Insight on Estate Planning - August/September 2015

Jul 31, 2015

Related Practice: Estate Planning & Administration

Here's a brief glance at what you'll find in the August/September issue...

Premarital planning: Protecting your assets without a prenup

Protecting family assets in the event of a divorce is particularly significant for family business owners, who typically want to avoid sharing ownership with their ex-spouses or their children's ex-spouses. A prenuptial agreement can be an effective tool for overriding marital property rights and keeping assets in the family. This article explores the benefits and drawbacks of a prenuptial agreement, and details an alternative to a prenup — a domestic asset protection trust. Read more...

The ABLE account: A good alternative to a special needs trust?

Late last year, Congress passed, and the President signed, the Achieving a Better Life Experience (ABLE) Act. The act authorizes a new, tax-advantaged savings account, modeled after the Section 529 college savings account, for people who are blind or have severe disabilities. This article explains the ins and outs of an ABLE account and why a special needs trust may be a better option. Read more...

Make net gifts to reduce your gift tax rate

Lifetime giving is a smart strategy to reduce a taxable estate, but the gift tax rate of 40% is steep. If one has used up his or her $5.43 million gift and estate tax exemption and would like to potentially reduce his or her effective gift tax rate to 28.6%, making net gifts should be considered. This article details how to use this gifting technique. Read more...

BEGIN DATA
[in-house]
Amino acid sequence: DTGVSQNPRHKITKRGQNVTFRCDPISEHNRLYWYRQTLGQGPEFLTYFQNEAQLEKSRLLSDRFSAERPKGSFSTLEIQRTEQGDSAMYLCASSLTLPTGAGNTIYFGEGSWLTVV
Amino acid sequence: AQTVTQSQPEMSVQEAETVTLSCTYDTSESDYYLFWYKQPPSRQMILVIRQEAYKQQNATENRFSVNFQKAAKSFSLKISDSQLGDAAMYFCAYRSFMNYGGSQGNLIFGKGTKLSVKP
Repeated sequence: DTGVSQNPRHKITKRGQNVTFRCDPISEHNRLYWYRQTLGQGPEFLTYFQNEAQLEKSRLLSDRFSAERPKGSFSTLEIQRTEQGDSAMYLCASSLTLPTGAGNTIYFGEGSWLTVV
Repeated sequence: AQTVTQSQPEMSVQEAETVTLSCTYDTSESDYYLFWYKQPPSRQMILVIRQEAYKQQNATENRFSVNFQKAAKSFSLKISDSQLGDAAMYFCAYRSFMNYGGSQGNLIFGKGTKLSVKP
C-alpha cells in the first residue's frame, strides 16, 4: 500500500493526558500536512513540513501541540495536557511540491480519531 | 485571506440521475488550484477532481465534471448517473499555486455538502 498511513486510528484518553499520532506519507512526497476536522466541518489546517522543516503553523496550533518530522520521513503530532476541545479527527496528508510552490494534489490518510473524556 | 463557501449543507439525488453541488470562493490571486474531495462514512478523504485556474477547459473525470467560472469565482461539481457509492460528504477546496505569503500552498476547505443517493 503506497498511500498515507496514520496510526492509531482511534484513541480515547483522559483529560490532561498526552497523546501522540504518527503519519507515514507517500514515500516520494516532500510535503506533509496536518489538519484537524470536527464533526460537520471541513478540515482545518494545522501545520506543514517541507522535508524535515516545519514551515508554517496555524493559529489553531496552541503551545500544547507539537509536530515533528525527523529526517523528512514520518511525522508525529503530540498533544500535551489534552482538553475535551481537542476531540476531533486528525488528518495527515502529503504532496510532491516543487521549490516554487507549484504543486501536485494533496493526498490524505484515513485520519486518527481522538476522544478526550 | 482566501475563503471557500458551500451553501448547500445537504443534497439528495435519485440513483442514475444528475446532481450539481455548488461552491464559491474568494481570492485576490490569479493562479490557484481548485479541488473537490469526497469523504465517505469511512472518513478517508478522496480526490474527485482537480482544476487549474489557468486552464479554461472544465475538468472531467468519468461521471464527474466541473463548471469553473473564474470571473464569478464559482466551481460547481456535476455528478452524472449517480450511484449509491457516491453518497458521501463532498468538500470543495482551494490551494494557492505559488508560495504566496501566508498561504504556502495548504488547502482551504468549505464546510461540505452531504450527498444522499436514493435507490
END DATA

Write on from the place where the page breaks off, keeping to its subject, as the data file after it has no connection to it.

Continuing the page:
Estate Planning Pitfall: Your powers of attorney are more than a few years old

Health care and financial powers of attorney are critical components of an effective estate plan. As this article explains, after executing powers of attorney, it's important to periodically review them and execute new ones. Read more...

Washington's New 2015 Directed Trust Act

As of July 24, 2015, Washington law permits individuals to create what are commonly called "directed trusts." These irrevocable trusts allow the Trustor to delegate some functions of the trust to third parties; for example, the Trustee might be directed to invest trust assets by a specific investment advisor. There are many ways to customize a directed trust to ensure your wishes are met. Read more...

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This post provides general information and is not legal or other professional advice. To discuss issues specific to your circumstances, contact one of our Estate Planning attorneys.